Leafy spurge and common bugloss may have funny-sounding names, but to many in Spokane County they are no laughing matter.
They are among dozens of noxious weeds that must be controlled under state law.
Until now, the responsibility for funding weed control in Spokane County has been uneven – property owners in the county, Spokane Valley and Liberty Lake pay, while those in Spokane and other smaller cities don’t.
County workers in charge of controlling noxious weeds would like to change that. They want all property owners to pay a small amount each year to boost weed-control funding.
As Spokane has grown, weed problems have evolved from a largely agricultural concern to one that includes large suburban lots and urban vacant lots, officials said.
It has become a more “urban-, suburban-type problem,” said Dave Mundt, coordinator of the county’s Noxious Weed Board.
Under state law, property owners are required to control or eradicate noxious weeds on their property. The county has enforcement power.
Currently, the county collects $3 a year as a property tax assessment in unincorporated Spokane County, Spokane Valley and Liberty Lake.
Property owners in Spokane and the county’s other small cities pay nothing for weed control on their property tax bills. The cities of Spokane, Airway Heights, Deer Park and Cheney, however, make small contributions to the weed control fund each year.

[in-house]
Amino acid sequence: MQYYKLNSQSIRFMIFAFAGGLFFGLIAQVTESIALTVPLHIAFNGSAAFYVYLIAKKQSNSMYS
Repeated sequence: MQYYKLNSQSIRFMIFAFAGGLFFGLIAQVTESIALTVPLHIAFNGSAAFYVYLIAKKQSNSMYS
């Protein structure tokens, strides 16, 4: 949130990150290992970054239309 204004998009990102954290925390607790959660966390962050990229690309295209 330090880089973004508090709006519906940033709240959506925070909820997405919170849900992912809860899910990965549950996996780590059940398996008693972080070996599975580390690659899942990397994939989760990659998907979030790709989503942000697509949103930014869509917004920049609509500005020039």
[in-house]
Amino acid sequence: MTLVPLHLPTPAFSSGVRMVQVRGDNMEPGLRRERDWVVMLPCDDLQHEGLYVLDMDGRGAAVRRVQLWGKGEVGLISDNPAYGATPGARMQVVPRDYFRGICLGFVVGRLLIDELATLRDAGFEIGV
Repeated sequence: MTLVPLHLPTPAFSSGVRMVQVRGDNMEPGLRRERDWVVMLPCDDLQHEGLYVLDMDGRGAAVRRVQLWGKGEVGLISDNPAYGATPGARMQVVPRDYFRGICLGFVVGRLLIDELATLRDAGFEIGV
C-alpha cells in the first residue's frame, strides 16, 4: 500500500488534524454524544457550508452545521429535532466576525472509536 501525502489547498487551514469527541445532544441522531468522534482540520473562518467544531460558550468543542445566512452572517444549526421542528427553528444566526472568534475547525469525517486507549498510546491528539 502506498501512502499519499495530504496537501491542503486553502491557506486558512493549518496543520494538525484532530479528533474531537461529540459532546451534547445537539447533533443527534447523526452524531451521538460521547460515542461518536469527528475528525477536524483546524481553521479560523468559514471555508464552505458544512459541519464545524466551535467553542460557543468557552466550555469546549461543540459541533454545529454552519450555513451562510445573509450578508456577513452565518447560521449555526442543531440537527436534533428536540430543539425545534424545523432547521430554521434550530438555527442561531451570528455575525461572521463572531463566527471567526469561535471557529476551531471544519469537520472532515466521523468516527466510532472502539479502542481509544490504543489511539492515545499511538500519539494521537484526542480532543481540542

Mundt said the board would like to expand the assessment to all parcels in the county, including those inside of all city limits.
Mundt told County Commissioner Shelly O’Quinn in a meeting earlier this week that the board would like to reduce the minimum charge from $3 a year to $2 a year and impose the smaller amount countywide.
“It would bring everyone into the pot,” Mundt said.
While most property owners would pay the minimum amount, large property owners would pay a per-acre assessment of up to 12 cents an acre on top farmland.
Changing the assessments would increase the weed control budget by 16 percent, to $442,000 annually. The additional money would be used for technology improvements to help the county’s eight part-time weed inspectors keep track of problems.
Mundt said weed board members had discussed making the charge $3 countywide, but they believed that would be asking for too much.
O’Quinn said she agreed and would consider the $2 annual assessment.
Previously, officials in Liberty Lake and Spokane Valley had complained that their property owners were required to pay the assessment while owners in Spokane and other cities got off without a charge.
The weed board is planning an informational session for city officials April 16 and may recommend expanding the assessment in May or June. That recommendation would go to the county commissioners for action.
The soonest the change could take effect would be on tax bills for 2015.
Tracie Oxford, office manager for the weed board, said the office receives “hundreds and hundreds” of complaints about weeds each year.